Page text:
A few weeks ago, a well-known female athlete flew in to see me. She had been playing very poorly since April this year and had lost her confidence and was ready to write this year off. She said she had a hard time focusing and getting motivated when not playing well. She was desperately looking for ways to focus and get motivated.
After about an hour, we uncovered some personal issues that had been piling up since the beginning of the year. So I asked her: Do you want to fix the symptoms or the disease? Fixing the symptom—poor performance—would be a short-term solution with temporary results , whereas fixing the disease would take longer, but the results would last longer, too. She opted for the latter.
Because of this choice, we barely talked about her game and spent the rest of our time processing the personal issue and agreeing to make many changes—some immediate and other that would take time. The following week, much to my surprise, she had her best week of the year. And has been playing well since.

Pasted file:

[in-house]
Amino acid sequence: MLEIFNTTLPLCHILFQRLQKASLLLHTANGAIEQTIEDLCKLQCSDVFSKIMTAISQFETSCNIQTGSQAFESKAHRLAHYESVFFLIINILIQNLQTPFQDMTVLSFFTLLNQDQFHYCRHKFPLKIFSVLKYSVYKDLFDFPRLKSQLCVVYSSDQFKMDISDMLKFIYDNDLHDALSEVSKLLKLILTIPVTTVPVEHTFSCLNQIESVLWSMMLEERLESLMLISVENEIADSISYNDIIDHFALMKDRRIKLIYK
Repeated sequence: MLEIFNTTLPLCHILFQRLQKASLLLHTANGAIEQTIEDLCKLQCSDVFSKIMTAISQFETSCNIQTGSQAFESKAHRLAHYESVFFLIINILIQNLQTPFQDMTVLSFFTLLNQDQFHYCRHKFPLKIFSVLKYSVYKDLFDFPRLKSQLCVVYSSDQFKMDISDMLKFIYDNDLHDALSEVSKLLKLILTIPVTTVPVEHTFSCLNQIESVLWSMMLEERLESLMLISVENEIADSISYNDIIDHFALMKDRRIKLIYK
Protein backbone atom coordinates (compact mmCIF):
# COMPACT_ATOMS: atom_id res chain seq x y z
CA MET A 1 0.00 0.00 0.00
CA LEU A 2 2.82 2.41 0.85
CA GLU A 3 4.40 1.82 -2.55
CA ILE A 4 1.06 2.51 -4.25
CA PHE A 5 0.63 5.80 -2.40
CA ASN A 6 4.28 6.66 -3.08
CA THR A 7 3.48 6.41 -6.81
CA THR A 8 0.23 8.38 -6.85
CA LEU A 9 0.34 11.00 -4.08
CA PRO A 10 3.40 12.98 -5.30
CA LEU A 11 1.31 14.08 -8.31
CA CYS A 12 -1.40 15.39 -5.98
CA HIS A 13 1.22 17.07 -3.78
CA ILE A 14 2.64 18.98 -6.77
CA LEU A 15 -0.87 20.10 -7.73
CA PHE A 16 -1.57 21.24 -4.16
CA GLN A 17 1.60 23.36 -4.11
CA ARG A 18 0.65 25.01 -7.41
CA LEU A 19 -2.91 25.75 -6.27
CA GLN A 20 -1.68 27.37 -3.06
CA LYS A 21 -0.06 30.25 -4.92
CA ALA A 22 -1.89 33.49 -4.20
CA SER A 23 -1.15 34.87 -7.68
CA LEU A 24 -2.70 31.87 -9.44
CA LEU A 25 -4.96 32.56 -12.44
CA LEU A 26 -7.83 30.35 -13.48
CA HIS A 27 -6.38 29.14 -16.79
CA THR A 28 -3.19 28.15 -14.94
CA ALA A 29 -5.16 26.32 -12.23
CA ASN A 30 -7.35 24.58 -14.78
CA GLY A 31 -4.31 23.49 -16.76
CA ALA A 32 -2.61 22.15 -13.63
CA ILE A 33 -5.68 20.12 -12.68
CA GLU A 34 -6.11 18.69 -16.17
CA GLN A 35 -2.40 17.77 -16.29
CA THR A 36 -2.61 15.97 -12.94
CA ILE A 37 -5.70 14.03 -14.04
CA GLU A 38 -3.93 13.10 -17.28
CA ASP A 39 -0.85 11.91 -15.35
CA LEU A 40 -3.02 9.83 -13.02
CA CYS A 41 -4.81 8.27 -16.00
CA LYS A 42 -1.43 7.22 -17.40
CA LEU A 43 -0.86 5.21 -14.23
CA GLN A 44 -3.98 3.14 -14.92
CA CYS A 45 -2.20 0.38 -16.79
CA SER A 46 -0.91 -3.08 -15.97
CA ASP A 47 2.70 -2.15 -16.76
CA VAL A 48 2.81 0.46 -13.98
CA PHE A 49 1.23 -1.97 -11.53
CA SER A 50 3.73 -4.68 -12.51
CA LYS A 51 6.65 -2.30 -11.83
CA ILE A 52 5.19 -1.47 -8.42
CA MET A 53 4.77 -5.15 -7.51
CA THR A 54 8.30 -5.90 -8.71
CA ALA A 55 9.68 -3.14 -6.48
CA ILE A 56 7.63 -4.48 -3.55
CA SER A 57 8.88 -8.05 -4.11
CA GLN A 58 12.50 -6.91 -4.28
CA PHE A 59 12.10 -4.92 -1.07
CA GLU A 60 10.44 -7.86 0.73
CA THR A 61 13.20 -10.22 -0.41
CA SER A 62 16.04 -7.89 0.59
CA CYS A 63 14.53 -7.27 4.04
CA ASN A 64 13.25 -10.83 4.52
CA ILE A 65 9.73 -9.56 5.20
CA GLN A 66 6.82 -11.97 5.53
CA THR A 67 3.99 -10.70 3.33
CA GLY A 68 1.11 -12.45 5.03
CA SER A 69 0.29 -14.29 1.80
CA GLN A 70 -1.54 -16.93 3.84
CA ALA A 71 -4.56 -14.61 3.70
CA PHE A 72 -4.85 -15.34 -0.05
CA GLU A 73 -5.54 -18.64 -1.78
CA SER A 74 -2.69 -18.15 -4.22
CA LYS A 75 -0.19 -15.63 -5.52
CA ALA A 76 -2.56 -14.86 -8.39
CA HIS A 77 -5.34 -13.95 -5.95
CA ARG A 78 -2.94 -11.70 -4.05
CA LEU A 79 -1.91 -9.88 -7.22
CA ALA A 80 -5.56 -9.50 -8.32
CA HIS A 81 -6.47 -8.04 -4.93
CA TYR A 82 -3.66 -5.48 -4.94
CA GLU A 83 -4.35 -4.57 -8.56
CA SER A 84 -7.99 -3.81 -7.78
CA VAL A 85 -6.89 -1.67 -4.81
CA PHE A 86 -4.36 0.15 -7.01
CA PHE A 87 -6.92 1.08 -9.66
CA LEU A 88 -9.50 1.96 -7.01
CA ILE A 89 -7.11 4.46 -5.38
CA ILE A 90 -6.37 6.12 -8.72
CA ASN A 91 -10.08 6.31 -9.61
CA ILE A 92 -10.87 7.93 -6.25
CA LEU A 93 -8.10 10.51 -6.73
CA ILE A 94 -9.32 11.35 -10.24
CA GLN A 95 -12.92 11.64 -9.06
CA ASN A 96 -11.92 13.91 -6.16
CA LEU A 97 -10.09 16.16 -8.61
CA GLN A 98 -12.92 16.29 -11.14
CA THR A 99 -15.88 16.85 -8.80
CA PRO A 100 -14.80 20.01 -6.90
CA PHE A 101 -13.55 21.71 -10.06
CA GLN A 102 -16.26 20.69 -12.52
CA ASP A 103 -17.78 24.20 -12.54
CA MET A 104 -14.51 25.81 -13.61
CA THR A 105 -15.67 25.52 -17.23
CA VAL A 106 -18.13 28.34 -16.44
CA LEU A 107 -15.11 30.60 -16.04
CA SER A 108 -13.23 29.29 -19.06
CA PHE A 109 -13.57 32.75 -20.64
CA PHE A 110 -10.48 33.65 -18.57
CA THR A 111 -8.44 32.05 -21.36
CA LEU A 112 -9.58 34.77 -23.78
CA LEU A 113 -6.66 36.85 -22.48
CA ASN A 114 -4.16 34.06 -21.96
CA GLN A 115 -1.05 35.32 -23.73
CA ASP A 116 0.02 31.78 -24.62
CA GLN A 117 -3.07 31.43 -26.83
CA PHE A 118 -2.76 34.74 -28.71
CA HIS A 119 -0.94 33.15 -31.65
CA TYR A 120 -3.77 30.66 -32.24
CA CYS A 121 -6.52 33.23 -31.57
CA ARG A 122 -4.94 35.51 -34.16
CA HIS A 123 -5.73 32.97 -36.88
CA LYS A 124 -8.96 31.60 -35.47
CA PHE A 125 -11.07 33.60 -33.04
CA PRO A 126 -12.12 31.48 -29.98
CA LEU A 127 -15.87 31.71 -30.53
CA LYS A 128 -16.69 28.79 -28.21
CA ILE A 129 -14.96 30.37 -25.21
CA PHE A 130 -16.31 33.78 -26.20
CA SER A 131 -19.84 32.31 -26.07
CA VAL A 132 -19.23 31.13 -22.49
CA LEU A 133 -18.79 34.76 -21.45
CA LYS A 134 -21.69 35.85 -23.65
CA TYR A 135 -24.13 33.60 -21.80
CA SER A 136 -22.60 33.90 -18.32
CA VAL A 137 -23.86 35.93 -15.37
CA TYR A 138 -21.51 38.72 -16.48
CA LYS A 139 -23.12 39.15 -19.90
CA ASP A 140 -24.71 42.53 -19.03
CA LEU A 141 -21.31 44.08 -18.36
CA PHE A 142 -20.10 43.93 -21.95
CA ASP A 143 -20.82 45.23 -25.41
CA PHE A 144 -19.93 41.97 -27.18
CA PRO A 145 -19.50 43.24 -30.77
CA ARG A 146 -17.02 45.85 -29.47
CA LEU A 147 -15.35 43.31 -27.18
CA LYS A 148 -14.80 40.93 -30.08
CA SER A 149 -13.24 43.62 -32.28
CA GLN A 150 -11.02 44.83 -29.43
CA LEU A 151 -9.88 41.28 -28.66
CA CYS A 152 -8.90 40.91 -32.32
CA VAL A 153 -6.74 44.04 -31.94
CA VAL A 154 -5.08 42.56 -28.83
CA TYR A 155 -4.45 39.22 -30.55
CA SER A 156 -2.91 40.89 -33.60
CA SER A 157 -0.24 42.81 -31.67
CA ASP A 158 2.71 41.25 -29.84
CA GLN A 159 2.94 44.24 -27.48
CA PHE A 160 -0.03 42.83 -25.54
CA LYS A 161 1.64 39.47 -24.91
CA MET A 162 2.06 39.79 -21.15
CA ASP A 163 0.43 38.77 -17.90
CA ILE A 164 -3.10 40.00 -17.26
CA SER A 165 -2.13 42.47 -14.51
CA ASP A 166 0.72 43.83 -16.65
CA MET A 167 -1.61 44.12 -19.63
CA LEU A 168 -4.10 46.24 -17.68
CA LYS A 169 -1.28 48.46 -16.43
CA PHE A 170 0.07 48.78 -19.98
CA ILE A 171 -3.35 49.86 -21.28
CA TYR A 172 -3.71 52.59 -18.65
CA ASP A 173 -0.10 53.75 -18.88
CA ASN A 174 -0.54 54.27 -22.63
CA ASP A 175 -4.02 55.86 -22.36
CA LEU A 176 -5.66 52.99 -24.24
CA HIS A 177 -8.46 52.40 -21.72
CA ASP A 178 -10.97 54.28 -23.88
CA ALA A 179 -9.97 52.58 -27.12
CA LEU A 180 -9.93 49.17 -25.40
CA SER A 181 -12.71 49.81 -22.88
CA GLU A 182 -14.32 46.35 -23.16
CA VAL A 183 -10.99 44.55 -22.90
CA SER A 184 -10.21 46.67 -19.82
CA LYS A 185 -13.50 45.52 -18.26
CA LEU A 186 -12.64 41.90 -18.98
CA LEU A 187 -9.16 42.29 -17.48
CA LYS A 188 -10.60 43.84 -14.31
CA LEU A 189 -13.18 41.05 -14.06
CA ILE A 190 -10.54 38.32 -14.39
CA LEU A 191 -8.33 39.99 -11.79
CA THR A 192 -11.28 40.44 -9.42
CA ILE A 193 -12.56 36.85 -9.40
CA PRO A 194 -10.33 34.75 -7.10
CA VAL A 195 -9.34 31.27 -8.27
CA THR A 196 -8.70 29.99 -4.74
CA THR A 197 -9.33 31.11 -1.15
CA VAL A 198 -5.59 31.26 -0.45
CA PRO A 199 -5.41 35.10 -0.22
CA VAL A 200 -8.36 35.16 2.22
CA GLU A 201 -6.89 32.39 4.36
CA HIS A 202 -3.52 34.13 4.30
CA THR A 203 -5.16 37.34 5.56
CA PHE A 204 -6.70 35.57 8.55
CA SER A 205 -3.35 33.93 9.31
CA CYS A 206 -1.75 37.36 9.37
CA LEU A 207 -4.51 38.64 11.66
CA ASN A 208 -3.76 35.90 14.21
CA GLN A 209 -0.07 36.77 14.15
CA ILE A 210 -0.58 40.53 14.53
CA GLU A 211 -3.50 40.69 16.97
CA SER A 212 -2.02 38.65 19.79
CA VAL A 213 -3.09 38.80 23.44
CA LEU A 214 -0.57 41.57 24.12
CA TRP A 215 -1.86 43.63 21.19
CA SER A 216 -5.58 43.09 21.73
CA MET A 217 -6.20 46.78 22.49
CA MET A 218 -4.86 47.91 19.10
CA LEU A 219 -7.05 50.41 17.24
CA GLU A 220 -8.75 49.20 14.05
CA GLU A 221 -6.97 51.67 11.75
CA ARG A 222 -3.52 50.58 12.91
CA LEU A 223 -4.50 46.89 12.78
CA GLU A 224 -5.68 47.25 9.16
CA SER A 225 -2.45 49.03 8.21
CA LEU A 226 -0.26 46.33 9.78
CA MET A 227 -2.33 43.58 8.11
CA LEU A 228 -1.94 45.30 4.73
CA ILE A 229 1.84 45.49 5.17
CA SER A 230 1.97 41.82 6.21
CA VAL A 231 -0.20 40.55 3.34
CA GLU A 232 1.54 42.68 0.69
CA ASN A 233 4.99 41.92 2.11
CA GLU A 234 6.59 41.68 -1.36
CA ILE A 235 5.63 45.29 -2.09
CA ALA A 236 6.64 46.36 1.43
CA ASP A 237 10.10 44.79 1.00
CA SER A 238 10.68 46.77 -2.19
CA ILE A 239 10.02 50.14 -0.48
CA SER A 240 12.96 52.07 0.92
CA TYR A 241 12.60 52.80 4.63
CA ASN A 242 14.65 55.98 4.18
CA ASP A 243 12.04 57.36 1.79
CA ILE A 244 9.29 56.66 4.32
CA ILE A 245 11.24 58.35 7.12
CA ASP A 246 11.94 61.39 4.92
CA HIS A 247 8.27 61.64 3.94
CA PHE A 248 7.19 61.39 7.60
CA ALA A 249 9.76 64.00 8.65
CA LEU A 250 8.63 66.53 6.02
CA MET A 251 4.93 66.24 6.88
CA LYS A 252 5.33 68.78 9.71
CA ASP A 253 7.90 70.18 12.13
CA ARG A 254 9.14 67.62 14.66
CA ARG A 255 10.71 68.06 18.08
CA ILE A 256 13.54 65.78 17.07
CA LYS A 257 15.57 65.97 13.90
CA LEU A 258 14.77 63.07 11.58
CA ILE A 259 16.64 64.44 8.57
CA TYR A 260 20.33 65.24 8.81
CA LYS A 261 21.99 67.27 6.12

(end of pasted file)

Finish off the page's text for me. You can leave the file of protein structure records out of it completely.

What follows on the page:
For corporate athletes, working professionals whose arenas are conference calls, meeting rooms, emails, and the like, who find themselves in a funk on certain days or weeks, use a similar analogy and make the distinction between symptoms of poor performance and the cause of it, the “disease” as I did. If you have peers or people you supervise who are having bad days, do the same.
Spending a little extra time to correctly get to the “disease” will likely yield better and more lasting positive outcomes, than settling for a quick fix. Your self-awareness and empathy skills, two key parts of EQ, really come to play here and can help you help yourself and others. This week pick some experiences you will have and try getting to the emotional root cause and explore ways to correct it.